- Data on users who purchased: the advanced segment “Made a purchase” allows us to determine the behaviour of users who purchased something on our online shop on later visits to our website. We shouldn’t confuse this advanced segment with the previous one, because this one only collects data from users who made a purchase, whilst the previous one only collets data from the sessions during which they purchased something. We should also keep in mind that, given that this segment gets user data, Analytics will only display the data of the past three months.
Although the tracking code can only register sales with the required fields, it’s important to fill in all the possible fields, so that the analysis is as comprehensive as possible.
Issues with registering sales
As we’ve said at the beginning of this post, we should not use this feature to keep a precise control over the sales of our e-commerce. In some cases, it won’t be possible to implement it correctly, and in others, there could be technical inconveniences which might hinder its functioning. Let’s see some examples of these issues:
- Payment gateways that do not transmit the order code. Certain payment gateways do not transmit the order code to our web application, to inform us that the payment has gone through correctly. Without this information, we cannot generate the code for Analytics to register the sale. The ideal solution for these cases is to integrate the payment gateway into our e-commerce, but this is not always possible, due to the high cost it entails.
- Users who do not go through correctly with the order. With certain payment methods the user should click on a button to return to the online store and finish their order. If the user doesn’t do this, we cannot register this sale.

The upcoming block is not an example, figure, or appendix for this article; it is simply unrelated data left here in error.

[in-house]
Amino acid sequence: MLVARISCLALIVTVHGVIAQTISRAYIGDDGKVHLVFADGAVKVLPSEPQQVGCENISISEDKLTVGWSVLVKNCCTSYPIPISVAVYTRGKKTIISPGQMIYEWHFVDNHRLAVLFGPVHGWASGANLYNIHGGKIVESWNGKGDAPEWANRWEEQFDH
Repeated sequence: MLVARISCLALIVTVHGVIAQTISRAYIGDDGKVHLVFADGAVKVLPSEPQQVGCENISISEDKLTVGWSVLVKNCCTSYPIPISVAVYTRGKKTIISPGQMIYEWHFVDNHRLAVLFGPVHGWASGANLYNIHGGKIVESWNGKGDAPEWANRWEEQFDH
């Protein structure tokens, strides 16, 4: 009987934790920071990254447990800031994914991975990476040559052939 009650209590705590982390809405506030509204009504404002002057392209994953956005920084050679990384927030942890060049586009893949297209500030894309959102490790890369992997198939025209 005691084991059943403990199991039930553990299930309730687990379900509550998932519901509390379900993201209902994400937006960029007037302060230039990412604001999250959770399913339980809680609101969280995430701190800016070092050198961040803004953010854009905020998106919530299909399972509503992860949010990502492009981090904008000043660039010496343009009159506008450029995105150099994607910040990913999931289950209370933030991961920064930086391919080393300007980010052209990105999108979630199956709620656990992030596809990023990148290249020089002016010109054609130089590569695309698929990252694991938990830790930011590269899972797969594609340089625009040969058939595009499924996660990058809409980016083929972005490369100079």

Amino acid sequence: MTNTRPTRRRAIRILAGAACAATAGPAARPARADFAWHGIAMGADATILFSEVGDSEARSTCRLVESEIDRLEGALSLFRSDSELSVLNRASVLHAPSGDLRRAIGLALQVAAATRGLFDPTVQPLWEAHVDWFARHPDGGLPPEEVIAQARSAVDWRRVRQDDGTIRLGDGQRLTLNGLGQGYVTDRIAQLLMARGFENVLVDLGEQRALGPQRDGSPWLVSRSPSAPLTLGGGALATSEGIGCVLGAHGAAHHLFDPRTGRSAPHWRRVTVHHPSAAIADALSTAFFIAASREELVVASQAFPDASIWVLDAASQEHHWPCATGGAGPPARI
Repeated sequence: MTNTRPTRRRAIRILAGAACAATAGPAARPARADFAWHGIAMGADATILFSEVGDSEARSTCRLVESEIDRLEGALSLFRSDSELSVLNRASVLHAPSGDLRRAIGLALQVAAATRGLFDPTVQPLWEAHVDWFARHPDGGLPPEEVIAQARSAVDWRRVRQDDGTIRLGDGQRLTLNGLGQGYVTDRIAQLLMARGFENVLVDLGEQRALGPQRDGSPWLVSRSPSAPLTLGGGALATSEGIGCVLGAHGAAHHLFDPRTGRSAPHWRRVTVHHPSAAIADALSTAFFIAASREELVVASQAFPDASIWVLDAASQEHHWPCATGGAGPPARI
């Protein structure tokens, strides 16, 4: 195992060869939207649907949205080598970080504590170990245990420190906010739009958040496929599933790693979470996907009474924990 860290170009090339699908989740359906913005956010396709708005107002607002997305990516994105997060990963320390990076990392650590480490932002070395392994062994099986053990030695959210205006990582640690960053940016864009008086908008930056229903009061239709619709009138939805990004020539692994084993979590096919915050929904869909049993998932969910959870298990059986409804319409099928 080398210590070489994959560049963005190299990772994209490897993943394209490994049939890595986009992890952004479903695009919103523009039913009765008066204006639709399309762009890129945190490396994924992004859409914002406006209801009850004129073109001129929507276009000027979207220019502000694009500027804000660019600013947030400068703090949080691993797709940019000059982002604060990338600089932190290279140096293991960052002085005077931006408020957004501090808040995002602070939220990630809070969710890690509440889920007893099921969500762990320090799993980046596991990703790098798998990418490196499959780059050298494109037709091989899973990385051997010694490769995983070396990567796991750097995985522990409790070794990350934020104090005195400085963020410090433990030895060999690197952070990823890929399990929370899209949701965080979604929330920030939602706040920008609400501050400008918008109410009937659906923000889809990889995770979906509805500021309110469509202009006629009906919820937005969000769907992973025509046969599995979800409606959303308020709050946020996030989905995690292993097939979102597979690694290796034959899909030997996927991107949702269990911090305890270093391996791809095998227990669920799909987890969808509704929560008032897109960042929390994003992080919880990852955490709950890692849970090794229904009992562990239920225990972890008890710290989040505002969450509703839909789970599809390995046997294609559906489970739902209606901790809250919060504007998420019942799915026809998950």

- Skewed data in Analytics. Just as with other metrics it collects, Google Analytics doesn’t always show the collected data in full, which results in the existence of a certain margin of error.
☝ This Analytics feature should not be used as a tool for comprehensive tracking of sales made on our e-commerce.Click To Tweet
This Analytics feature should not be used as a tool for comprehensive tracking of sales made on our e-commerce.
Other uses of the e-commerce section in Analytics
Even though this feature was created to analyse the sales of an e-commerce, there are other websites who could benefit from the information provided in this section.
- Estimate budget requests: there doesn’t need to be a sale in its strictest form for it to be registered with this feature. If our website can be used by our prospects to request a budget quote, we can register these requests with Analytics. This way, we will get data on products and services our website’s users find more interesting.
- Application or document download: if our website’s goal is to get a user to download applications and/or documents, we can also register them in Analytics.
We should always keep in mind this Google Analytics feature, because it’s the one tracking more data. If our website is an online shop, or it follows a similar model we can adapt, we strongly recommend enabling and implementing this feature.